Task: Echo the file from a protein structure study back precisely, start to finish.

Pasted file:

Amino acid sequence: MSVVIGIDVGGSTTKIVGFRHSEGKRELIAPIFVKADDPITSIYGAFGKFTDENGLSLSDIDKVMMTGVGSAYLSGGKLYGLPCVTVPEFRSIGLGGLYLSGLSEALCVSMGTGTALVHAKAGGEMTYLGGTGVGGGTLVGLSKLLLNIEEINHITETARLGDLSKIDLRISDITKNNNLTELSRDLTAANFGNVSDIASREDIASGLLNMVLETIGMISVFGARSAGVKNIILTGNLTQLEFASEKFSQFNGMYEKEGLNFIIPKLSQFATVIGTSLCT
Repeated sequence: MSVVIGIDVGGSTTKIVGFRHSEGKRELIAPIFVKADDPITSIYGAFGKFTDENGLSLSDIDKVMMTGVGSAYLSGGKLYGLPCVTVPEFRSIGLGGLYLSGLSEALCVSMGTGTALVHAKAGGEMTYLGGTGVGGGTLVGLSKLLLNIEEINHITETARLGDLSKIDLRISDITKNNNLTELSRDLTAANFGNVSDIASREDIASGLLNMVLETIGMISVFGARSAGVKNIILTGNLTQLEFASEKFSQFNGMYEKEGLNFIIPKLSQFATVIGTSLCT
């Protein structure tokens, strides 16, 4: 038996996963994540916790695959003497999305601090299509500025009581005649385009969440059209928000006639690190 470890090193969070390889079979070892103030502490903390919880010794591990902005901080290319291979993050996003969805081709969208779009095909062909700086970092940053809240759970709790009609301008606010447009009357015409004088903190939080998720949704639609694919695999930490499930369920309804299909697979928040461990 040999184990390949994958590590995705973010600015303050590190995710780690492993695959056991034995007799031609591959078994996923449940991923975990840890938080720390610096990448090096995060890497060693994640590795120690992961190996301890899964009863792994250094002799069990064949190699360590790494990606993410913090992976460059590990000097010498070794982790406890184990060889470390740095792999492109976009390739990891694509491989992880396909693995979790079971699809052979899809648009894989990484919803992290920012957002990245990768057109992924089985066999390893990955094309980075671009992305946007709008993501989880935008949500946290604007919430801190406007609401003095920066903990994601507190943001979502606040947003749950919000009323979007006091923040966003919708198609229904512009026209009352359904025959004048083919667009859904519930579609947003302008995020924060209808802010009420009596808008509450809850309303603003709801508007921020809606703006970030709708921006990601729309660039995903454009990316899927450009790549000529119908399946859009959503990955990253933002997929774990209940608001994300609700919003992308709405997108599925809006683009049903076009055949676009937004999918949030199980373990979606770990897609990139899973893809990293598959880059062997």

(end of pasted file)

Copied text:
Amino acid sequence: MSVVIGIDVGGSTTKIVGFRHSEGKRELIAPIFVKADDPITSIYGAFGKFTDENGLSLSDIDKVMMTGVGSAYLSGGKLYGLPCVTVPEFRSIGLGGLYLSGLSEALCVSMGTGTALVHAKAGGEMTYLGGTGVGGGTLVGLSKLLLNIEEINHITETARLGDLSKIDLRISDITKNNNLTELSRDLTAANFGNVSDIASREDIASGLLNMVLETIGMISVFGARSAGVKNIILTGNLTQLEFASEKFSQFNGMYEKEGLNFIIPKLSQFATVIGTSLCT
Repeated sequence: MSVVIGIDVGGSTTKIVGFRHSEGKRELIAPIFVKADDPITSIYGAFGKFTDENGLSLSDIDKVMMTGVGSAYLSGGKLYGLPCVTVPEFRSIGLGGLYLSGLSEALCVSMGTGTALVHAKAGGEMTYLGGTGVGGGTLVGLSKLLLNIEEINHITETARLGDLSKIDLRISDITKNNNLTELSRDLTAANFGNVSDIASREDIASGLLNMVLETIGMISVFGARSAGVKNIILTGNLTQLEFASEKFSQFNGMYEKEGLNFIIPKLSQFATVIGTSLCT
């Protein structure tokens, strides 16, 4: 038996996963994540916790695959003497999305601090299509500025009581005649385009969440059209928000006639690190 470890090193969070390889079979070892103030502490903390919880010794591990902005901080290319291979993050996003969805081709969208779009095909062909700086970092940053809240759970709790009609301008606010447009009357015409004088903190939080998720949704639609694919695999930490499930369920309804299909697979928040461990 040999184990390949994958590590995705973010600015303050590190995710780690492993695959056991034995007799031609591959078994996923449940991923975990840890938080720390610096990448090096995060890497060693994640590795120690992961190996301890899964009863792994250094002799069990064949190699360590790494990606993410913090992976460059590990000097010498070794982790406890184990060889470390740095792999492109976009390739990891694509491989992880396909693995979790079971699809052979899809648009894989990484919803992290920012957002990245990768057109992924089985066999390893990955094309980075671009992305946007709008993501989880935008949500946290604007919430801190406007609401003095920066903990994601507190943001979502606040947003749950919000009323979007006091923040966003919708198609229904512009026209009352359904025959004048083919667009859904519930579609947003302008995020924060209808802010009420009596808008509450809850309303603003709801508007921020809606703006970030709708921006990601729309660039995903454009990316899927450009790549000529119908399946859009959503990955990253933002997929774990209940608001994300609700919003992308709405997108599925809006683009049903076009055949676009937004999918949030199980373990979606770990897609990139899973893809990293598959880059062997």